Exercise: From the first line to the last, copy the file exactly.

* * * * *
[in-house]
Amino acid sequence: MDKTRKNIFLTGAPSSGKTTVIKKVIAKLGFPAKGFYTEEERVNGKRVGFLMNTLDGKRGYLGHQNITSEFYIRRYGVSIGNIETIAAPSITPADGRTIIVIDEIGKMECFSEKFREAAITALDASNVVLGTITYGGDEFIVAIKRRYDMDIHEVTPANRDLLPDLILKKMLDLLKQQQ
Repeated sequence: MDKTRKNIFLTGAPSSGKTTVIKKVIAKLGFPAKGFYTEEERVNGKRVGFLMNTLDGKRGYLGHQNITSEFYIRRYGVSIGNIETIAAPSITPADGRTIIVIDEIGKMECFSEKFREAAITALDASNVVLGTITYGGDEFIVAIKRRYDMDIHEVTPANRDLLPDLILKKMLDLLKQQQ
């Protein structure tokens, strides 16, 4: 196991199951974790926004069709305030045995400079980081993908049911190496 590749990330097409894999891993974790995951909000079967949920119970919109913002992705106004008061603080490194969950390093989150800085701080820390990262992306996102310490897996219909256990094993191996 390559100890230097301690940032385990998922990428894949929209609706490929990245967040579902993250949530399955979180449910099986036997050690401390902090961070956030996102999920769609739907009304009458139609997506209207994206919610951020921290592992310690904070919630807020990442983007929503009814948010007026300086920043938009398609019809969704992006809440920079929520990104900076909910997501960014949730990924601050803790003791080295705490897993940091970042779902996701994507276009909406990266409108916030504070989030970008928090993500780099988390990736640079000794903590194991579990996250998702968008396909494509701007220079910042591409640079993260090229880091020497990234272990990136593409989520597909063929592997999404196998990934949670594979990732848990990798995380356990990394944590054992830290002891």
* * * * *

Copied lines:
[in-house]
Amino acid sequence: MDKTRKNIFLTGAPSSGKTTVIKKVIAKLGFPAKGFYTEEERVNGKRVGFLMNTLDGKRGYLGHQNITSEFYIRRYGVSIGNIETIAAPSITPADGRTIIVIDEIGKMECFSEKFREAAITALDASNVVLGTITYGGDEFIVAIKRRYDMDIHEVTPANRDLLPDLILKKMLDLLKQQQ
Repeated sequence: MDKTRKNIFLTGAPSSGKTTVIKKVIAKLGFPAKGFYTEEERVNGKRVGFLMNTLDGKRGYLGHQNITSEFYIRRYGVSIGNIETIAAPSITPADGRTIIVIDEIGKMECFSEKFREAAITALDASNVVLGTITYGGDEFIVAIKRRYDMDIHEVTPANRDLLPDLILKKMLDLLKQQQ
């Protein structure tokens, strides 16, 4: 196991199951974790926004069709305030045995400079980081993908049911190496 590749990330097409894999891993974790995951909000079967949920119970919109913002992705106004008061603080490194969950390093989150800085701080820390990262992306996102310490897996219909256990094993191996 390559100890230097301690940032385990998922990428894949929209609706490929990245967040579902993250949530399955979180449910099986036997050690401390902090961070956030996102999920769609739907009304009458139609997506209207994206919610951020921290592992310690904070919630807020990442983007929503009814948010007026300086920043938009398609019809969704992006809440920079929520990104900076909910997501960014949730990924601050803790003791080295705490897993940091970042779902996701994507276009909406990266409108916030504070989030970008928090993500780099988390990736640079000794903590194991579990996250998702968008396909494509701007220079910042591409640079993260090229880091020497990234272990990136593409989520597909063929592997999404196998990934949670594979990732848990990798995380356990990394944590054992830290002891």